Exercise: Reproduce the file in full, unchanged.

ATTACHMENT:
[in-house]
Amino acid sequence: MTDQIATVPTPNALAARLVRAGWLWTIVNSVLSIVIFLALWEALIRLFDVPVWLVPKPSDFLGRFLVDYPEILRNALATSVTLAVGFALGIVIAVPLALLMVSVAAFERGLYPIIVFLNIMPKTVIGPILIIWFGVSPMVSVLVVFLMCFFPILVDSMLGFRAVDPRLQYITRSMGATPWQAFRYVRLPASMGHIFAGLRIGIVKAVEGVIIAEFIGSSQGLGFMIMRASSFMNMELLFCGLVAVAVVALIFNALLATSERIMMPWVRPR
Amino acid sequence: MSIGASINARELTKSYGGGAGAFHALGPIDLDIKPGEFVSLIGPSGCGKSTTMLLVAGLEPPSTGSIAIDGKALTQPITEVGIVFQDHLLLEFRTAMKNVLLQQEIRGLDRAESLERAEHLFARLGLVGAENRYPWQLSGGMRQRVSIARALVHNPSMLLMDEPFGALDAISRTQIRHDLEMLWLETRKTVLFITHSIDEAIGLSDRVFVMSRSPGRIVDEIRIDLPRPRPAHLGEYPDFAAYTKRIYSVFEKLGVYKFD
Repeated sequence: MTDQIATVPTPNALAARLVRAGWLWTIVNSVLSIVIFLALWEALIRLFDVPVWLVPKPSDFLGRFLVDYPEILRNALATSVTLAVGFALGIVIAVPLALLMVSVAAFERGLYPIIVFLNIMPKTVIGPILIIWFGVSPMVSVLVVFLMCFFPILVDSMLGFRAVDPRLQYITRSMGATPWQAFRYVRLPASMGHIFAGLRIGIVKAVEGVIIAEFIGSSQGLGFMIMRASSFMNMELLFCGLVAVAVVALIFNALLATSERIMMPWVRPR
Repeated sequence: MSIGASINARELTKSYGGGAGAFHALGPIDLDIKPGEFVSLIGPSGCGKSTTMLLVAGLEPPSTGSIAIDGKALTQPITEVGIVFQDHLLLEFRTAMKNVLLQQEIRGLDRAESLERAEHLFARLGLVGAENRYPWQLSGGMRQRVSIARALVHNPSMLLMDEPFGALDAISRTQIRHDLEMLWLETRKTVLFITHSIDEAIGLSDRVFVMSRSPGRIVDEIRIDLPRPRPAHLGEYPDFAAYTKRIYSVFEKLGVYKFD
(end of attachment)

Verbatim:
[in-house]
Amino acid sequence: MTDQIATVPTPNALAARLVRAGWLWTIVNSVLSIVIFLALWEALIRLFDVPVWLVPKPSDFLGRFLVDYPEILRNALATSVTLAVGFALGIVIAVPLALLMVSVAAFERGLYPIIVFLNIMPKTVIGPILIIWFGVSPMVSVLVVFLMCFFPILVDSMLGFRAVDPRLQYITRSMGATPWQAFRYVRLPASMGHIFAGLRIGIVKAVEGVIIAEFIGSSQGLGFMIMRASSFMNMELLFCGLVAVAVVALIFNALLATSERIMMPWVRPR
Amino acid sequence: MSIGASINARELTKSYGGGAGAFHALGPIDLDIKPGEFVSLIGPSGCGKSTTMLLVAGLEPPSTGSIAIDGKALTQPITEVGIVFQDHLLLEFRTAMKNVLLQQEIRGLDRAESLERAEHLFARLGLVGAENRYPWQLSGGMRQRVSIARALVHNPSMLLMDEPFGALDAISRTQIRHDLEMLWLETRKTVLFITHSIDEAIGLSDRVFVMSRSPGRIVDEIRIDLPRPRPAHLGEYPDFAAYTKRIYSVFEKLGVYKFD
Repeated sequence: MTDQIATVPTPNALAARLVRAGWLWTIVNSVLSIVIFLALWEALIRLFDVPVWLVPKPSDFLGRFLVDYPEILRNALATSVTLAVGFALGIVIAVPLALLMVSVAAFERGLYPIIVFLNIMPKTVIGPILIIWFGVSPMVSVLVVFLMCFFPILVDSMLGFRAVDPRLQYITRSMGATPWQAFRYVRLPASMGHIFAGLRIGIVKAVEGVIIAEFIGSSQGLGFMIMRASSFMNMELLFCGLVAVAVVALIFNALLATSERIMMPWVRPR
Repeated sequence: MSIGASINARELTKSYGGGAGAFHALGPIDLDIKPGEFVSLIGPSGCGKSTTMLLVAGLEPPSTGSIAIDGKALTQPITEVGIVFQDHLLLEFRTAMKNVLLQQEIRGLDRAESLERAEHLFARLGLVGAENRYPWQLSGGMRQRVSIARALVHNPSMLLMDEPFGALDAISRTQIRHDLEMLWLETRKTVLFITHSIDEAIGLSDRVFVMSRSPGRIVDEIRIDLPRPRPAHLGEYPDFAAYTKRIYSVFEKLGVYKFD